The top 20 “powerful” Australians on Twitter, according to KPMG

Entrepreneurs Holly Ransom, Mark Woodland, Mark Bouris and Julian Plummer are among 20 Australian business leaders nominated by KPMG as leading the way when it comes to using Twitter.

Ransom, who is the founder and chief executive of Emergent, has come in at third position on KPMG Australia’s inaugural ‘Twitter power list’ with her 93,000 Twitter followers. Woodland is the creator of childcare administration platform Myxplor and number five on KPMG’s list, thanks in part to his 168,000 followers.

Yellow Brick Road founder and chair Mark Bouris, who has close to 28,000 followers on Twitter, is number 13 on the list, while Midwinter co-founder Julian Plummer, who has over 3000 Twitter followers, is number 20.

KPMG said in a statement the list of influential Tweeters is based on “quantitative and qualitative data” taken between January 1 and May 10 this year. To make the list, Twitter accounts had to be for an individual who is a chief executive, managing director or chairperson for a company, business, national division, advocacy group or peak body that is Australian or headquartered in Australia.

Topping the list is Telstra chief executive Andy Penn, who has more than 38,000 followers, followed by Jason Killens, the chief executive of SA Ambulance, who has more than 3000 Twitter followers and is second on the list.

Also in the top 10 are Kon Karapanagiotidis, chief executive of the Asylum Seeker Resource Centre; Brendon Gale, chief executive of the Richmond Football Club; Frank Quinlan, chief executive of Mental Health Australia; Pip Marlow, managing director of Microsoft Australia; Michael Ebeid, managing director of SBS; and Andrew Fagan, chief executive of the Adelaide Football Club.

“Social media, and Twitter in particular, has given a mega-phone to business leaders, a platform that previously did not exist for them to express their point of view,” said James Griffin, director of KPMG Social Media Intelligence, in the statement.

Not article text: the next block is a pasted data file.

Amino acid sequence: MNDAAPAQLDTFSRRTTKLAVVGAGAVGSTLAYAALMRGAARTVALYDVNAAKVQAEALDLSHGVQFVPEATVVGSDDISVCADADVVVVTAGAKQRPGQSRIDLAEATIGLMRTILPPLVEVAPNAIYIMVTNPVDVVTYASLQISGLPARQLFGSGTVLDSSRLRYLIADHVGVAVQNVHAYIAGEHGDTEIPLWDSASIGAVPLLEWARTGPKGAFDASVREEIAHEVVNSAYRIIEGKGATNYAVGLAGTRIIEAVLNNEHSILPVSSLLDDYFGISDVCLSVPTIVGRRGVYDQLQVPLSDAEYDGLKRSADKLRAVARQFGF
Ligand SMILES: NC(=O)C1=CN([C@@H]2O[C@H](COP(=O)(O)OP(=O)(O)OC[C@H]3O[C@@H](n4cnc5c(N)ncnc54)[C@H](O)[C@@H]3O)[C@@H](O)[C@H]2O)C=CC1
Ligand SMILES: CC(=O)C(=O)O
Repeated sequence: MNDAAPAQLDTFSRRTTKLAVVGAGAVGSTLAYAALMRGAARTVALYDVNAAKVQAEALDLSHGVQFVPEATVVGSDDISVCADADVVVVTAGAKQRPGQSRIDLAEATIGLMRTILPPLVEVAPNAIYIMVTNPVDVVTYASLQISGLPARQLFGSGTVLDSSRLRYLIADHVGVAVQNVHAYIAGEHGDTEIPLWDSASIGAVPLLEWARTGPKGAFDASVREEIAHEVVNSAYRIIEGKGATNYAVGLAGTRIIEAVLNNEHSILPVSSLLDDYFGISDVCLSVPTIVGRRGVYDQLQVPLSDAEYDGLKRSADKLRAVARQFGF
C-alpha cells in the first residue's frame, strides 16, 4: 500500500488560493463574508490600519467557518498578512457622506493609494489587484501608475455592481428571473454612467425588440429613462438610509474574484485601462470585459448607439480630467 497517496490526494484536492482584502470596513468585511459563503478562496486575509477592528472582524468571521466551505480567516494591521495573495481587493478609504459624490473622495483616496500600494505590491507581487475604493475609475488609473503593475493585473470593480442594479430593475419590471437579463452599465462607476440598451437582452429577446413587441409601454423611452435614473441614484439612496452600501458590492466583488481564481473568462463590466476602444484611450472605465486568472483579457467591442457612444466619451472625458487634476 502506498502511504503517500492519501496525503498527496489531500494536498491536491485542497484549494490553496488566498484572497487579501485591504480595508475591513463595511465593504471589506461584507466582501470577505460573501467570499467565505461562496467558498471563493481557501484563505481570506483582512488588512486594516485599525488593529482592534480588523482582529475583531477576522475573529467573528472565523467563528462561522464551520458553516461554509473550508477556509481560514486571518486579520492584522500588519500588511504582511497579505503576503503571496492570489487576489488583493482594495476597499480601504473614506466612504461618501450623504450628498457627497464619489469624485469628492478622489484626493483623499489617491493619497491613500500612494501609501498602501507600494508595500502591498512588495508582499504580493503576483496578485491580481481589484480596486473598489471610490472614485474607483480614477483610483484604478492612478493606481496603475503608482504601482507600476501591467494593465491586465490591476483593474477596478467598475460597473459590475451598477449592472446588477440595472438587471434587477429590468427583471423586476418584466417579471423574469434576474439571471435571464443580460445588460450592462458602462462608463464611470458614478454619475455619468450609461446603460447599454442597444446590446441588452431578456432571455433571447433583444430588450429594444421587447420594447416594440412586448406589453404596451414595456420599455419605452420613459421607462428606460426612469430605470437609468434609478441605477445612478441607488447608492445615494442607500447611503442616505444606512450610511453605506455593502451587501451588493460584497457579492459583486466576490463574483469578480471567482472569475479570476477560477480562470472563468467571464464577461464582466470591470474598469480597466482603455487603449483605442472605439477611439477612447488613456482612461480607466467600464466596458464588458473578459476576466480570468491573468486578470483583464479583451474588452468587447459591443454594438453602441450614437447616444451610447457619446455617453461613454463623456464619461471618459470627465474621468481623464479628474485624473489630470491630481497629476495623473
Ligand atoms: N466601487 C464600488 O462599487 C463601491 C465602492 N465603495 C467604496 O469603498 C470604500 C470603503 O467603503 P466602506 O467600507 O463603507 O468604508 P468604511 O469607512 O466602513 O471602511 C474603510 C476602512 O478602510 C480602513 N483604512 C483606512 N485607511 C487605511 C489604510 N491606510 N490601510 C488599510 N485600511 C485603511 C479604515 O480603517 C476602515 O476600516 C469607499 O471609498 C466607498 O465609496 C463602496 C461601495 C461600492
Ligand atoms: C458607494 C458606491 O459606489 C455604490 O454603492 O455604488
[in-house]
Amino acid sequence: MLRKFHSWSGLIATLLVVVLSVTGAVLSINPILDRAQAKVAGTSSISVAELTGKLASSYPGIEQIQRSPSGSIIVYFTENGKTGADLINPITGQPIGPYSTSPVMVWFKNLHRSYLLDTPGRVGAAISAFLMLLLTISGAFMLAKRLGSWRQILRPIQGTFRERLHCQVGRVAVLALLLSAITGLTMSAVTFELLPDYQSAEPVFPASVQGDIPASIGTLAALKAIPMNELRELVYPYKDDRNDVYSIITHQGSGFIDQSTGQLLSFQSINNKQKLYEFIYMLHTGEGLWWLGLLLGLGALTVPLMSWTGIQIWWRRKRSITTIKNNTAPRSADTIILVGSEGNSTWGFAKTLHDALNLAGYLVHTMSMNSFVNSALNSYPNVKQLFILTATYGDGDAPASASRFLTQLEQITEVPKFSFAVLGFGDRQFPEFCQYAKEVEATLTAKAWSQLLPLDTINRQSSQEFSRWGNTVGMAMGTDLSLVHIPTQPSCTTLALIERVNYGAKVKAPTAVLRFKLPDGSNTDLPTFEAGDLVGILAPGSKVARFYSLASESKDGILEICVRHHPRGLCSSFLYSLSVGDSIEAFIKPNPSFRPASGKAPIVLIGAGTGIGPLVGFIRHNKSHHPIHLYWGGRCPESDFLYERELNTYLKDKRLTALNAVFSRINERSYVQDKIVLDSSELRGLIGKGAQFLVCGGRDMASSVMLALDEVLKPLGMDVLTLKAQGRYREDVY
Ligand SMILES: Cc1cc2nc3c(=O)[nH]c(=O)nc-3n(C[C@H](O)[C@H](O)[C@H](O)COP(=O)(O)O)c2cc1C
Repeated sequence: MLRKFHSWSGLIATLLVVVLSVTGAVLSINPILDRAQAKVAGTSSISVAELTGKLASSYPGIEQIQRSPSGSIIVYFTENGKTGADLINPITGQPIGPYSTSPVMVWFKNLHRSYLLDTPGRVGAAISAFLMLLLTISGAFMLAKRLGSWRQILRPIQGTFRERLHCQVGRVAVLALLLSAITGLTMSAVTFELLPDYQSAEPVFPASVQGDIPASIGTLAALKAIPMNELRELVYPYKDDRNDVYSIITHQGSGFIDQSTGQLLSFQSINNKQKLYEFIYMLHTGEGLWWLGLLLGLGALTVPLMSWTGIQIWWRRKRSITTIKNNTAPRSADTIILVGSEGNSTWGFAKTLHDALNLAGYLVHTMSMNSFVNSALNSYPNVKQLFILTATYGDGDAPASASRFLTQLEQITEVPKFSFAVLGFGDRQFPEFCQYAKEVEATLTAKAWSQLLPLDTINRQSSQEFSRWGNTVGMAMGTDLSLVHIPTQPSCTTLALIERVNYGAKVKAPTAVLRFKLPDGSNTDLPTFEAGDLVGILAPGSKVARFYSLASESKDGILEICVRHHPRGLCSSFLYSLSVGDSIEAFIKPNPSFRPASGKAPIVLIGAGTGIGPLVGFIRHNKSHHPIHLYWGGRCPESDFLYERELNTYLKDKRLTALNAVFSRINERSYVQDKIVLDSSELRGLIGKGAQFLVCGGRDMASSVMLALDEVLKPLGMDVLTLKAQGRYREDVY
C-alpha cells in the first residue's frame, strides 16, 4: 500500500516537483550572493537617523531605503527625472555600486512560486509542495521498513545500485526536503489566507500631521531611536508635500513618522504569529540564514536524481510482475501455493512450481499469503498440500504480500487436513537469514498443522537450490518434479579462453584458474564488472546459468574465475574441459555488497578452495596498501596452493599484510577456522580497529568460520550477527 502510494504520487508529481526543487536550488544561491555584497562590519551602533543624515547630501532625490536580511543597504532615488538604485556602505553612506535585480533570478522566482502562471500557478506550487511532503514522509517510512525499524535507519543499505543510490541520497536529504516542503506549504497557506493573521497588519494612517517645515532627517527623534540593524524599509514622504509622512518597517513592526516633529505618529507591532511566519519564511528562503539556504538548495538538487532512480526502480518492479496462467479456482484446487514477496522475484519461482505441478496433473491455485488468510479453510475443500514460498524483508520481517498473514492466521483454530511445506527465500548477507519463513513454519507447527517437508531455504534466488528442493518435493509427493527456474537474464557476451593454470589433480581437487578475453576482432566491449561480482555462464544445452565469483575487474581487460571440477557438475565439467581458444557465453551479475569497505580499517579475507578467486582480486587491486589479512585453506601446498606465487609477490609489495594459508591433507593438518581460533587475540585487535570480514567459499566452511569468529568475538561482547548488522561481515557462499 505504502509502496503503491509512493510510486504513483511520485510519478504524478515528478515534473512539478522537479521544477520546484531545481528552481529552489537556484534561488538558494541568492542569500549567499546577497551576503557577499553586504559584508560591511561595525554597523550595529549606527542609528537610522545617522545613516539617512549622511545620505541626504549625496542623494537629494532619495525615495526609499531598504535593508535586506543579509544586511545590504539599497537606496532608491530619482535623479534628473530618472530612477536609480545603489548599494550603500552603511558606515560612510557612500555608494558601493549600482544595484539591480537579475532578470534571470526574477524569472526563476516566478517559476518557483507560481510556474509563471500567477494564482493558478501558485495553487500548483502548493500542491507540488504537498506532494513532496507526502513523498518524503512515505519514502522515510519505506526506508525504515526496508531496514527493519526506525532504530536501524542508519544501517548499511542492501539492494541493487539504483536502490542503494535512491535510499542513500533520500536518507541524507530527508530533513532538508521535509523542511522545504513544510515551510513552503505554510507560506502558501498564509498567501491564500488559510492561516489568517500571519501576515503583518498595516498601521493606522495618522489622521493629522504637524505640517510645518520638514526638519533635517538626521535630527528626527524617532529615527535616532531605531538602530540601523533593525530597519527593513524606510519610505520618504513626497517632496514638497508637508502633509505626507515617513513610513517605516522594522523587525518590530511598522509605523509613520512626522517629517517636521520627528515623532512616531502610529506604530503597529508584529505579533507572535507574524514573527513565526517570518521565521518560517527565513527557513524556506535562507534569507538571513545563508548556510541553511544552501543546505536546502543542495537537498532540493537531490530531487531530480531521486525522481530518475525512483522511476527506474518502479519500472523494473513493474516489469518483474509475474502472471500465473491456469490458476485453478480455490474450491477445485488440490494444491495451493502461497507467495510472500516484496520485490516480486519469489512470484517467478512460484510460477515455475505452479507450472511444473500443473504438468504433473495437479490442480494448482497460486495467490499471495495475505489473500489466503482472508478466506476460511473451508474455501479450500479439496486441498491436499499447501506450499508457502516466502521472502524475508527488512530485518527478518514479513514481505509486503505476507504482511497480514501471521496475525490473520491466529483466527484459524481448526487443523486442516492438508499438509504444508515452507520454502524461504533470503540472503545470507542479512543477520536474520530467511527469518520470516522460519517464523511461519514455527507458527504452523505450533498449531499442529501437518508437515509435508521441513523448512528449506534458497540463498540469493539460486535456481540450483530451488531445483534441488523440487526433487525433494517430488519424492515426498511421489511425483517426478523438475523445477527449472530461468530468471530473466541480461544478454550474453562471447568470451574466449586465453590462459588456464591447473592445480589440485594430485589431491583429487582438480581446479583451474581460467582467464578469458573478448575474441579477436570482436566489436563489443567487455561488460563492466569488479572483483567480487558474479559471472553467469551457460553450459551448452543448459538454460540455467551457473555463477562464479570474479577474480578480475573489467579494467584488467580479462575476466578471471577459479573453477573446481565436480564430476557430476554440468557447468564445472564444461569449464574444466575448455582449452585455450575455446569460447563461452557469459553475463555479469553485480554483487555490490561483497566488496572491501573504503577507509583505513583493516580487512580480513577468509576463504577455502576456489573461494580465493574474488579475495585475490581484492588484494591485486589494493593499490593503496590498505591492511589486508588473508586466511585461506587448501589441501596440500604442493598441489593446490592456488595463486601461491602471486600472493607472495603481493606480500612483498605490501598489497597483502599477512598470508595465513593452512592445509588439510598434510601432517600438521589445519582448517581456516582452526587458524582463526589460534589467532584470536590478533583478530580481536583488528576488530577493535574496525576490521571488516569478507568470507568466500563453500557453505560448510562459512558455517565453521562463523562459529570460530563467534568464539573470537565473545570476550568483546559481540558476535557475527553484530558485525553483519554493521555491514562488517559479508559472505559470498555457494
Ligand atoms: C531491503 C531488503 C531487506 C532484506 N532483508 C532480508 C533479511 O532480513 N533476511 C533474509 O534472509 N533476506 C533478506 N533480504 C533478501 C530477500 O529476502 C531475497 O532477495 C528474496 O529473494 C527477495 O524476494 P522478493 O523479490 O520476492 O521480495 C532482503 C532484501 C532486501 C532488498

“Conversely, it has also placed the leaders at the coal face of customer discussions, giving a completely unvarnished (and in some instances painful) direct perspective on how their organisation is faring in the eyes of the customer.

“As more businesses utilise social channels for business purposes however, it can be said that the risk of not being on social media today outweighs the risk of being on it.”

Here is KPMG’s top 20 ‘Twitter power list’:

  1. Andy Penn, chief executive of Telstra (@andy_penn)
  2. Jason Killiens, chief executive of SA Ambulance (@jasonkillens)
  3. Holly Ransom, chief executive of Emergent (@hollyransom)
  4. Kon Karapanagiotidis, chief executive of the Asylum Seeker Resource Centre (@kon__k)
  5. Mark Woodland, chief executive of Myxplor (@markwoodland)
  6. Brendon Gale, chief executive of the Richmond Football Club (@brendongale25)
  7. Frank Quinlan, chief executive of Mental Health Australia (@frankgquinlan)
  8. Pip Marlow, managing director of Microsoft Australia (@pipms)
  9. Michael Ebeid, managing director of SBS (@michaelebeid)
  10. Andrew Fagan, chief executive of Adelaide Football Club (@fages1)
  11. Todd Greenberg, chief executive of the NRL (@todd_greenberg)
  12. Michael Carr-Gregg, managing director of The Young and Well Cooperative Research Centre (@mcg58)
  13. Mark Bouris, chair of Yellow Brick Road (@markbouris)
  14. Tony Pignata, chief executive of the Sydney A-League Football Club (@tpignata9)
  15. Martin Dougiamas, chief executive of Moodle (@moodler)
  16. Deidre Willmott, chief executive of the Chamber of Commerce and Industry Western Australia (@cci_ceo)
  17. Tim Costello, chief executive of World Vision Australia (@timcostello)
  18. Cassandra Goldie, chief executive of ACOSS (@cassandragoldie)
  19. Jan Owen, chief executive of the Foundation for Young Australians (@janowenam)
  20. Julian Plummer, managing director of Midwiner (@julian_plummer)

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